Online services, whether the biggest platform or the smallest startup, in turn, will have no choice but to follow those rules, lest they face potential penalties, fines, and even service blocking.

You don't have to be a policy expert, or a lawyer, to see how these illiberal powers could be misused and abused. We've already provided an example of how this blatant politicisation of the boundaries of free speech could be used to silence public debate on legal topics which the government of the day finds unacceptable, for example, migration . You may have strong opinions on that topic yourself, and you have every right to do so. However, your own ability to discuss that topic is on the table here too.

And as political currents shift and parties trade power, we risk a never-ending war of attrition where the government of the day simply silences topics, opinions, and opposition voices it does not want you to hear.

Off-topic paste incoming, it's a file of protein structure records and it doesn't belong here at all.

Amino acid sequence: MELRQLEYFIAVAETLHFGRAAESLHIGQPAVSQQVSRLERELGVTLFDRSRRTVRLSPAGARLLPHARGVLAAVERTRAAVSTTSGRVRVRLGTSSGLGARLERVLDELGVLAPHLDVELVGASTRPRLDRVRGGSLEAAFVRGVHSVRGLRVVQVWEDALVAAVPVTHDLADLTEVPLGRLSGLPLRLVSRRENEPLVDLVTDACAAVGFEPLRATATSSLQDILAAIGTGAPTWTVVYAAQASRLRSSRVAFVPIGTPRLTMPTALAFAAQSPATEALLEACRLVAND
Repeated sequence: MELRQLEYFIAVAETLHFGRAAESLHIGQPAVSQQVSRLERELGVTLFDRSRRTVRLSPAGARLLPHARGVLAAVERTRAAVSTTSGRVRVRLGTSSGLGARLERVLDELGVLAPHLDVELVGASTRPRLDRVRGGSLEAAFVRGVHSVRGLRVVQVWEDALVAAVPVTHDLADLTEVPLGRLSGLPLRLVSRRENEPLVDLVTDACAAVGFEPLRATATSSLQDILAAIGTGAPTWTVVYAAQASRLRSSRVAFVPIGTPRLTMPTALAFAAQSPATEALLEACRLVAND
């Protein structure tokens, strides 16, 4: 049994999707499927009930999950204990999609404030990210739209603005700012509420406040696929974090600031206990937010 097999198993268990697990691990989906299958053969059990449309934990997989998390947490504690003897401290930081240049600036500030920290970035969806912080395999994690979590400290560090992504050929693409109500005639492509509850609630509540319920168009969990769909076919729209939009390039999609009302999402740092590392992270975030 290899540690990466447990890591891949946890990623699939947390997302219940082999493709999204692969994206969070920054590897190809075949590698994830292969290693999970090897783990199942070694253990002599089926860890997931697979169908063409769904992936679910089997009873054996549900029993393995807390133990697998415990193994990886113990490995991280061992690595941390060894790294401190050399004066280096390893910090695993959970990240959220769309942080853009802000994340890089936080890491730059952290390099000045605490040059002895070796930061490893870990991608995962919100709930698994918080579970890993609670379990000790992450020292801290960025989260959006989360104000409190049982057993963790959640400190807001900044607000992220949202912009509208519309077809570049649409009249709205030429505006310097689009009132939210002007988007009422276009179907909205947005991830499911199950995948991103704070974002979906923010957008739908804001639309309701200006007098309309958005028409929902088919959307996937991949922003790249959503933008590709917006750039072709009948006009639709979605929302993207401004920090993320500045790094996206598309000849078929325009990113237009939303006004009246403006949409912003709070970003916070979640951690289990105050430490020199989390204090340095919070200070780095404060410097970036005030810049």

The political powers over free speech contained in the draft Bill are a rare area where the consensus is universal. Other groups, even those who are strongly in favour of the Bill, are equally uncomfortable with the level of government control over an allegedly independent regulator that has been placed on the table. These voices also include groups outside the UK who are alarmed by the potential these powers have to lower the UK's international standing as a free and democratic nation which upholds the right to freedom of expression.

This chorus should not be ignored. The clauses allowing government to politicise the boundaries of legal free speech have no place in this Bill, or indeed, in any Bill. As the pre-legislative scrutiny committee draws its conclusions, and as the draft Bill approaches its final form, these clauses must be deleted and left in the bin where they belong.